Jennifer Afram & Tom Crawshaw (Disability Advisers), London South Bank University

12.25 – 13.05 Lunch

13.10 – 14.35

Assistive Technology and what it can do for you

Adam Hyland & Charlotte Collins (Trainers), DnA
Peter Williams & Kathy Neville (Assistive Technology Trainers),
London South Bank University

14.35 – 14.55   Break

14.55 – 15.20

Specialist Study Skills Tutor and mentor: What’s the difference and how can they help
Amy Sands
, London South Bank University & Tracy Rollins, Kingston University

If you would like to receive collated feedback from the session, please email
Hazel McNeill , hazelmcneill98@gmail.com

If you would like to find out more about the conference, please contact Suzanne Marchment,
S.Marchment@kingston.ac.uk.

CPD Conference: ‘Mental Health Matters’ 

Collaboration in Practice 2018 – annual SEND CPD conference.

70 delegates attended the CPD event on Thursday 8th February, at Kingston University.

Participants comprised of school, college and university service providers (disability advisers and admissions staff), CAMHs staff and representatives from the third sector.

The aim of the conference was to provide practitioners with a platform for collaborative discussion around the key issues facing learners with mental health issues and the adults who support them across education sectors.
The conference was an opportunity for delegates to:

  • Explore what academic resilience looks like
  • Identify and address areas of need around transition
  • What works? Share examples of effective practice
  • Connect with practitioners from different sectors
  • Find out about development opportunities through the DWG

Download the programme :
Mental Health Matters: Collaboration in practice programme


10.10 – 10.40
Key Note speaker:
Louise Clarkson, Head of Children and Young People Programmes, mind

10.40 – 11.10
Key Note speaker:
Janet Bergin-Miah, Associate Assistant, Headteacher, Swanlea School

11.10 – 11.50
Panel Session:
Disability Working Group
(Ark Putney Academy , Kingston University, St Francis Xavier 6th Form College, St Mary’s University)

11.50 – 12.05
Learner Journey:
Hannah Evans (St Francis Xavier 6th Form College), Harriet Whalley (St Mary’s University)

12.50 – 13.30
Workshop A: Introduction to Academic Resilience
Exploring how the Academic Resilience Approach can help build resilience in the whole school community
Bianka Kuhn, Training Team Leader YoungMinds
Resilience Framework – children and young people
Workshop B: Bringing the outside in:  Collaboration in Practice
A case study of a  school working creatively with CAMHs,
Karen Borthwick, SENCo, Ark Putney Academy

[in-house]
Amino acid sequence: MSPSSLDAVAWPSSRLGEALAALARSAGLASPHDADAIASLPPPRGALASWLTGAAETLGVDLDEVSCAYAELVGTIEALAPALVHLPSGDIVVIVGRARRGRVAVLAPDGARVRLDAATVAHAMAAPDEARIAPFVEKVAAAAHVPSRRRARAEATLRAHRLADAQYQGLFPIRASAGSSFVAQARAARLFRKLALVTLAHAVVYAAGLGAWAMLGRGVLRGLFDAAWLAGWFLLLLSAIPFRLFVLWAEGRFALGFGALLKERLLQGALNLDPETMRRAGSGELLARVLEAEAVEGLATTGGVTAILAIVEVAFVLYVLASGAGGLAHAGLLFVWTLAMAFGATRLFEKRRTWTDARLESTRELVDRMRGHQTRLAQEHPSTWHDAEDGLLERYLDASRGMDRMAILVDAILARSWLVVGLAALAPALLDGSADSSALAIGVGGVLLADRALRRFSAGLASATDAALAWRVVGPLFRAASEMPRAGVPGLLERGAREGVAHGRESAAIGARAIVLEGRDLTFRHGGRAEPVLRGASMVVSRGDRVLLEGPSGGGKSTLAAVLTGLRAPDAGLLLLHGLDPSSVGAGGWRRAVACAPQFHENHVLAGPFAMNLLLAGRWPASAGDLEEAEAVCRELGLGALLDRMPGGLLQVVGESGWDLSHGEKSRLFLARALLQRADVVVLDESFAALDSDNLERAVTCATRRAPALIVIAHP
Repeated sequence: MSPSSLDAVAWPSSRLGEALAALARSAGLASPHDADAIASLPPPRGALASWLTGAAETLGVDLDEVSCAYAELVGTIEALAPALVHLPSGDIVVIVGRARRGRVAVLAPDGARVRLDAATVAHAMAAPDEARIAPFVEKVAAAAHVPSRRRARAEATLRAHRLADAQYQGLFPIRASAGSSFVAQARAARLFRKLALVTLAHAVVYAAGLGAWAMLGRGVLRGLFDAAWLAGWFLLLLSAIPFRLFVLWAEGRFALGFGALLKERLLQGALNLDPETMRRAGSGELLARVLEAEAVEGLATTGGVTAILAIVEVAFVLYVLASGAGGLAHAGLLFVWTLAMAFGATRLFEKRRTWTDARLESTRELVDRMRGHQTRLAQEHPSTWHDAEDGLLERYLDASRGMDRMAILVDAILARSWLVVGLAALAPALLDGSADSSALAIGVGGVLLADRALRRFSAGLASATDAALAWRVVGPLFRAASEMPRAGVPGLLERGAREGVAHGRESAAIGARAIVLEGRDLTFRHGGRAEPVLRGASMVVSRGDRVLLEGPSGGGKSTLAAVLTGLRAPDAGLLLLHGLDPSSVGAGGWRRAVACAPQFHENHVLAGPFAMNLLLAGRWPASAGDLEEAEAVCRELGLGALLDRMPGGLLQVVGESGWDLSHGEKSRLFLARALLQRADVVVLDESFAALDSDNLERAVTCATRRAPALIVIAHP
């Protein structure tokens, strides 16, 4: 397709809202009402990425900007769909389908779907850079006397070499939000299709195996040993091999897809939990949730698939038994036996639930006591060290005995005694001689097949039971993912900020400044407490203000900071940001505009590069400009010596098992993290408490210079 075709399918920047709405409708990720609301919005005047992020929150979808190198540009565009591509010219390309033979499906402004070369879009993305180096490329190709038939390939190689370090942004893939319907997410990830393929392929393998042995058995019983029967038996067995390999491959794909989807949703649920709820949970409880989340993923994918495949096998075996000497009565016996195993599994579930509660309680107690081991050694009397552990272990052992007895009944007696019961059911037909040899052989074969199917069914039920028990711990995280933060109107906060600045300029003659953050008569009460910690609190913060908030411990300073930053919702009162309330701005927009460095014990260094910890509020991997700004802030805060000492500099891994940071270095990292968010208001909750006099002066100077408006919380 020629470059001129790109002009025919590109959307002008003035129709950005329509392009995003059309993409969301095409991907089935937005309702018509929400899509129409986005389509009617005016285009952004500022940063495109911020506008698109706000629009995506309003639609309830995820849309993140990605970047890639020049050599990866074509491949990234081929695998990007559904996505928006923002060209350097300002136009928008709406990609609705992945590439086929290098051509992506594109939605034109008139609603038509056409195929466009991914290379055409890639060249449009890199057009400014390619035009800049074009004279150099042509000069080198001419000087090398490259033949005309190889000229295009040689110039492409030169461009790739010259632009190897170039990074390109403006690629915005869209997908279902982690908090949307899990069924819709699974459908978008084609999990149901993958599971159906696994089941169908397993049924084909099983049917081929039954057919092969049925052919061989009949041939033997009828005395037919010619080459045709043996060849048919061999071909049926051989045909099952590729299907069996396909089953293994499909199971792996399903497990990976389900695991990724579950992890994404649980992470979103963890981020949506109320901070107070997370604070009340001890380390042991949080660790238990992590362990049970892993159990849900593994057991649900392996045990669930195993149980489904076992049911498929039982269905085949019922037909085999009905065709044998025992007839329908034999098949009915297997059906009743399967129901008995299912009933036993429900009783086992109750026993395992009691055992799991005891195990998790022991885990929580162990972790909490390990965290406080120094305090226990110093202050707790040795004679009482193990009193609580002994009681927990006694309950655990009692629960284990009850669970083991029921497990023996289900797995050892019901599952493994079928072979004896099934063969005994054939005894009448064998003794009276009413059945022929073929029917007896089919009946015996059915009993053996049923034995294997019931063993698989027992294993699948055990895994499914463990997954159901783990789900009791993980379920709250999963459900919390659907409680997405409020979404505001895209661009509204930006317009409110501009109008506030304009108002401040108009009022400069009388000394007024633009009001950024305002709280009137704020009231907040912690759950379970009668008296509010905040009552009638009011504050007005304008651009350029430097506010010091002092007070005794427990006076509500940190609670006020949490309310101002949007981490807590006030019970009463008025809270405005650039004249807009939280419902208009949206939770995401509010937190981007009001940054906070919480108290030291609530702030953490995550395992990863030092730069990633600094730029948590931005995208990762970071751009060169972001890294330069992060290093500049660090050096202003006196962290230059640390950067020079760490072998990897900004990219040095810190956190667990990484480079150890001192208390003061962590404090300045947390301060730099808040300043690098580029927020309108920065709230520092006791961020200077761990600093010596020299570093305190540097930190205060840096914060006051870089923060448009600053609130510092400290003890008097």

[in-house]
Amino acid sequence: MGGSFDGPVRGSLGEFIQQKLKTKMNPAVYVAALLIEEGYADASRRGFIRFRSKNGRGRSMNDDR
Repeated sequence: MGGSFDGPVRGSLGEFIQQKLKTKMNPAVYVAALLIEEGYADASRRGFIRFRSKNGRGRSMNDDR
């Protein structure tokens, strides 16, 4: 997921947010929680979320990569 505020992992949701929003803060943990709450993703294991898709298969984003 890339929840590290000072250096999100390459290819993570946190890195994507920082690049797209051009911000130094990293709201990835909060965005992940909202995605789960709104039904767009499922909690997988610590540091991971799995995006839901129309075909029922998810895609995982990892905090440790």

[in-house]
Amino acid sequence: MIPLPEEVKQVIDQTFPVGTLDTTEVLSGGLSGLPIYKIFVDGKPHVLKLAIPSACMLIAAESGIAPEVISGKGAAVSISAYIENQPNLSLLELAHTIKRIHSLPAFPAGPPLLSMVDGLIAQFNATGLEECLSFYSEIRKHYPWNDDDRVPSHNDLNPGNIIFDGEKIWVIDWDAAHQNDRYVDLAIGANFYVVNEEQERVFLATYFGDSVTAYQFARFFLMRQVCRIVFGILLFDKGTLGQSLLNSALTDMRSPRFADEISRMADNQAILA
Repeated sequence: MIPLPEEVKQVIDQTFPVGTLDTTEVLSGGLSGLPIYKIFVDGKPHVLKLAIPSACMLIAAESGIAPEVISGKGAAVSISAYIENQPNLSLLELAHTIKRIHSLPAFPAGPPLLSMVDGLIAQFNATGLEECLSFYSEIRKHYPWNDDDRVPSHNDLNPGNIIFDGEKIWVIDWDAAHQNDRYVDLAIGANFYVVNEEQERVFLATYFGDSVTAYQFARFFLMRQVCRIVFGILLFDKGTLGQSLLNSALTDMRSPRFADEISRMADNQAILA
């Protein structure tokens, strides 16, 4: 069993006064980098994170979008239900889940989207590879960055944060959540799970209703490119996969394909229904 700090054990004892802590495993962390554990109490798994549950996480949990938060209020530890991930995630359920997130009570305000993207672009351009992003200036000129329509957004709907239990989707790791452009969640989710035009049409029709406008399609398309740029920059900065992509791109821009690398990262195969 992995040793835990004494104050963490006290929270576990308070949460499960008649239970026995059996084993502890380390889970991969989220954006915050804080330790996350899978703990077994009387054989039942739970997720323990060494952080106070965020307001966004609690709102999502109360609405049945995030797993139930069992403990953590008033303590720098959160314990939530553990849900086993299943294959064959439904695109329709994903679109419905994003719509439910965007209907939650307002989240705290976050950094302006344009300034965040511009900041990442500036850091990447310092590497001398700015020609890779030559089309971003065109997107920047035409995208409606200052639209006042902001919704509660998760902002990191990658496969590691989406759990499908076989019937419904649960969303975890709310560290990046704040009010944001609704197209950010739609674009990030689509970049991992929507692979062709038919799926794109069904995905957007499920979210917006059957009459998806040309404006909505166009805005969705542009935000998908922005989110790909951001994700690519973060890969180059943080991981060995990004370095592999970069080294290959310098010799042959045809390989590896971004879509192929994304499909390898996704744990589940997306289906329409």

Workshop D: Transition – Support –  What, where and how ?
Hear about the range of support and activities available at university to support transition from school/college.
Michael Cobden, Senior Wellbeing and Disability Adviser, St Mary’s  University

13.35 – 14.15
Workshop A: Introduction to Academic Resilience
Exploring how the Academic Resilience Approach can help build resilience in the whole school community
Bianka Kuhn, Training Team Leader YoungMinds
Resilience Framework – children and young people
Workshop E: Cultural shifts in attitudes to mental health in a school environment
Swanlea School (Case study) 
Janet Bergin-Miah, Associate Assistant Headteacher, Swanlea School
Workshop D: Transition – Support –  What, where and how ?
Hear about the range of support and activities available at university to support transition from school/college.
Michael Cobden, Senior Wellbeing and Disability Adviser, St Mary’s  University

14.35 – 15.15
Workshop C: What is our understanding of mental health?
What and where are the gaps in transition support?
An opportunity to explore how mental health is understood across sectors and its impact on transition.
Disability Working Group
(Recommendations to inform the development of future activity)

15.20 – 15.30   Plenary and Close

If you would like to receive collated feedback from the ‘What and
where are the gaps in transition support’ session, please email
Suzanne Marchment, s.marchment@kingston.ac.uk

Our Next Steps Learner transitions conference takes place
on 26th March at London South Bank University.  If you would like
to find out more about the conference, please contact Hazel McNeill,
hazelmcneill98@gmail.com.

I thought that with his difficulties (although being bright) university would be blocked off for him. Now I wont dissuade him from an academic route. 

Parent

Yr 12 SpLD Transitions conference

‘There have been so many occasions when students have said they are not going to university, then having been to the Aimhigher conference, they have decided to apply and have been very successful on their degree courses.’

Staff

Yr 12 SpLD conference

It takes so long to find out what each University is doing – this brings it all into one place.

Student

Yr 12 SpLD Conference

CONTACT DETAILS

For further information contact:

Suzanne Marchment, Director

Email: s.marchment@kingston.ac.uk

Telephone: 020 8417 7563